Contrary to conventional wisdom of many in politic, the clear majority of those who are disabled are not sitting at home collecting a check when they could be working. It is really quite hard to prove to Social Security Administration (SSA), you are disabled within the very narrow regulations the law allows. The reality is most people would much rather be working if they are able to do so. The problem is when you try to go back to work, you run the risk of losing what benefits you do have, and somewhat more importantly in many cases, you will also lose Medicaid benefits, which are often critical to dealing with medical expenses.
Ticket to Work Program in Boston Social Security Disability Insurance Cases
There are several programs in place aimed at allowing those who are able to work, to get back in the workforce. One of those programs is the Ticket to Work program. This program allows those who are medically able to start working again to do so without facing an immediate loss of benefits. This can be a good thing for some in the program. But if things do not go well, it can result in a termination of benefits, and claimants will find themselves back in the same position as they were before they first applied for Social Security Disability Insurance (SSDI) benefits. As our Boston SSDI lawyers can explain, this can be a very complicated process, and a termination of benefits can be appealed. But if you do not do so within the time allowed, you will find yourself back in a position where you must again file an application for new benefits, and possibly wait over a year or more to get a determination. Regardless of whether you are thinking of returning to work, or you have received a termination of benefits letter from SSA, you should contact an experienced Boston Social Security Disability Insurance benefits attorney as soon as possible to see what you can do to avoid having all of your benefits terminated.
Many are Going Back to Work When Able to Do So Physically
A recent news article from USA Today discussed how many have started going back to work after being recipients of disability benefits under one or more federal return to work programs, which have helped reduce the number of Americans receiving Social Security disability benefits from around 9 million to 8.7 million. While this may seem like a modest decrease, we are still talking about 300,000 people living with disabilities, and any meaningful decrease in the number of those on the disability rolls will hopefully make things better for everyone, including those who are on the wait list to receive benefits.
There are various reasons for there being such a long wait list, and much of it has to do with problems in the system and how benefits claims are processed. But it is important to keep in mind many of these problems did not happen by accident. Much of the wait is by design, which makes it very difficult to get a prompt approval or even response, and this was done out of necessity to discourage people from pursuing benefits.
For many of those political reasons discussed above, SSA has never had the funding it needs to justly and promptly pay benefits to all Americans who are disabled. This means SSA will delay claims when they can as a matter of survival. When it gets to the point where benefits cannot be paid, SSA and roughly 11 millions Americans find themselves facing what is often called a fiscal cliff. If they do not get more funding, everyone falls off that cliff. A couple of years ago, it looked like there would be a 20 percent reduction in everyone’s benefits, which would be devastating. But fortunately, Congress stepped in at the last moment and provided enough to push the edge of the fiscal cliff back a few years. While this is a good thing, fiscal emergency will happen again in the future if major chances are not made.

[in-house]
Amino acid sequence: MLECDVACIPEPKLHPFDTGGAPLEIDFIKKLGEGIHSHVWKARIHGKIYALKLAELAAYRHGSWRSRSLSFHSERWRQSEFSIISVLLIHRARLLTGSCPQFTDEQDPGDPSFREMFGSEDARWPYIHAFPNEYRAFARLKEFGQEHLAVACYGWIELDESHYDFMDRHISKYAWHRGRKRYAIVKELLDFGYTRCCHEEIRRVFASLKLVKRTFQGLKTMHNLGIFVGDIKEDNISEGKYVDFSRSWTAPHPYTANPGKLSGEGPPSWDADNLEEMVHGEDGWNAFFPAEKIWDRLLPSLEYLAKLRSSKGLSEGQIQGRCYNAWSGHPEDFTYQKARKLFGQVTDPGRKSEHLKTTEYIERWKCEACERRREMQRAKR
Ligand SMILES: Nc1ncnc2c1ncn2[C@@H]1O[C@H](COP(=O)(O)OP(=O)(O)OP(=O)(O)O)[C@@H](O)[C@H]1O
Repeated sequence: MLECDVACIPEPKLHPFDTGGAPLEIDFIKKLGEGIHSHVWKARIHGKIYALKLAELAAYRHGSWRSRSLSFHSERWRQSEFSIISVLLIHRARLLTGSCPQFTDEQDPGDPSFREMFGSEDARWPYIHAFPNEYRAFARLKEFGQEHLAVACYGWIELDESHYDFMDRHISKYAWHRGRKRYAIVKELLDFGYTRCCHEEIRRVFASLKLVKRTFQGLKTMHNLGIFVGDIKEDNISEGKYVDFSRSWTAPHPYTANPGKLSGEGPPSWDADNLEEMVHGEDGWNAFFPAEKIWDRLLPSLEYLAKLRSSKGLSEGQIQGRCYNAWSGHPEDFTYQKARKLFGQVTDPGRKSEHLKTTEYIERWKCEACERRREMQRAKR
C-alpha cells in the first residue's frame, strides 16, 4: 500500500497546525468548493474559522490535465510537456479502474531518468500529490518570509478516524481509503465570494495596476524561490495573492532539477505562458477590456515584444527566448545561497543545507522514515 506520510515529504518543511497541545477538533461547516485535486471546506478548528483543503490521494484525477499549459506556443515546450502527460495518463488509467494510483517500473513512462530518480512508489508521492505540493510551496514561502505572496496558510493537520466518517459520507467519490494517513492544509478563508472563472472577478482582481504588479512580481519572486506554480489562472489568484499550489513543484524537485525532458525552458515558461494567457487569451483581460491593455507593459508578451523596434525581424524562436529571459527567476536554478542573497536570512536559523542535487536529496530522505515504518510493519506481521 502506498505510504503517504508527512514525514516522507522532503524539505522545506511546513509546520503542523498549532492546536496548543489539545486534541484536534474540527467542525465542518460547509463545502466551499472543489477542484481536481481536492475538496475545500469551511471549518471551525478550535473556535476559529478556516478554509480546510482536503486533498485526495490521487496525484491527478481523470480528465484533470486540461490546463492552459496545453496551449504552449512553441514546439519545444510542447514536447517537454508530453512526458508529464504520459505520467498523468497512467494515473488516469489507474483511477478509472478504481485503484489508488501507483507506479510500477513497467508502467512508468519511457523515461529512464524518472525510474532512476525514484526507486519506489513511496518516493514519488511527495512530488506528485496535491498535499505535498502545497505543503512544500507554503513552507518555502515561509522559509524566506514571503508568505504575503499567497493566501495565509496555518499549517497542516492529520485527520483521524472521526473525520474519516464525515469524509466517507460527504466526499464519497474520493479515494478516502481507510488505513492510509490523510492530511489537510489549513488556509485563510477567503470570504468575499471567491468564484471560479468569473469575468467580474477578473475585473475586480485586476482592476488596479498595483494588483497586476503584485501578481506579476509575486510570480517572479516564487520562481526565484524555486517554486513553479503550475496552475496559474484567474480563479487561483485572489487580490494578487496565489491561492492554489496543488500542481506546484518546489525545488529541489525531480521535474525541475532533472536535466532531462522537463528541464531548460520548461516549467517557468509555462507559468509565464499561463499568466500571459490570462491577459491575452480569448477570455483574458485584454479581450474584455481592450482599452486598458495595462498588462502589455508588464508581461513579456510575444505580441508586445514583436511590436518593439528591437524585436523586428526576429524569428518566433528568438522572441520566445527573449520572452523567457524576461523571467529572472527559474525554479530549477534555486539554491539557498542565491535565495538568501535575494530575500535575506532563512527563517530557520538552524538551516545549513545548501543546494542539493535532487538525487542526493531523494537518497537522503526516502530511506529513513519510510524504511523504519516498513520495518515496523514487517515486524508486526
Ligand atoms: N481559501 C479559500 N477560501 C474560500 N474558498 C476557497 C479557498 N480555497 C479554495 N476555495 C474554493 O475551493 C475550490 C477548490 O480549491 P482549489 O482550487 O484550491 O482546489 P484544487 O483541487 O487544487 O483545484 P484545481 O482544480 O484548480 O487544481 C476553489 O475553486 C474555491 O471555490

Business Are Taking a More Active Step in Hiring People of Disabilities
One of the reasons we are seeing more people going back to work is because companies are taking more steps these days to make it easier for disabled workers to reenter the workforce. This can come through technological adaptations and it can also come through restructured shifts, allowing those who cannot work a full shift to work in more part-time jobs. This is not always done out of compassion, as there are many grants and federal subsidies. This may seem odd when the government is not willing to spend money on disability benefits. But it can help reduce the numbers, which is seen as a positive.
One of the major issues is to make sure people who are no longer disabled, and thus losing SSDI benefits and Medicaid coverage, are able to earn enough in wages, and also get insurance through work to make up for these benefits terminations. While Medicaid is not a benefits paid by SSA, it is a requirement to be on SSDI benefits for one year prior to getting Medicaid approval. If you lose your SSDI benefits, you will not have access to the Medicaid benefits. This is a problem since it was likely the medical treatment and drugs being paid for by Medicaid allowed you to be in a physical condition where you were able to return to the workforce.
As discussed in this article, there were programs to help workers before, but many of the jobs were entirely created through grants. Working for an actual for-profit company often means better pay and better working conditions. One worker interviewed as part of this process says she is much happier working in retail than in a warehouse moving boxes as she was before.
If you or a loved one is seeking Social Security Disability Insurance in Boston, call for a free and confidential appointment at (617) 777-7777.
Willing and able: Disabled workers prove their value in tight labor market, March 5, 2018, By Paul Davidson, USA Today
More Blog Entries:
Establishing Medical Disability in Boston SSDI Cases, March 21, 2018, Boston SSDI Lawyer Blog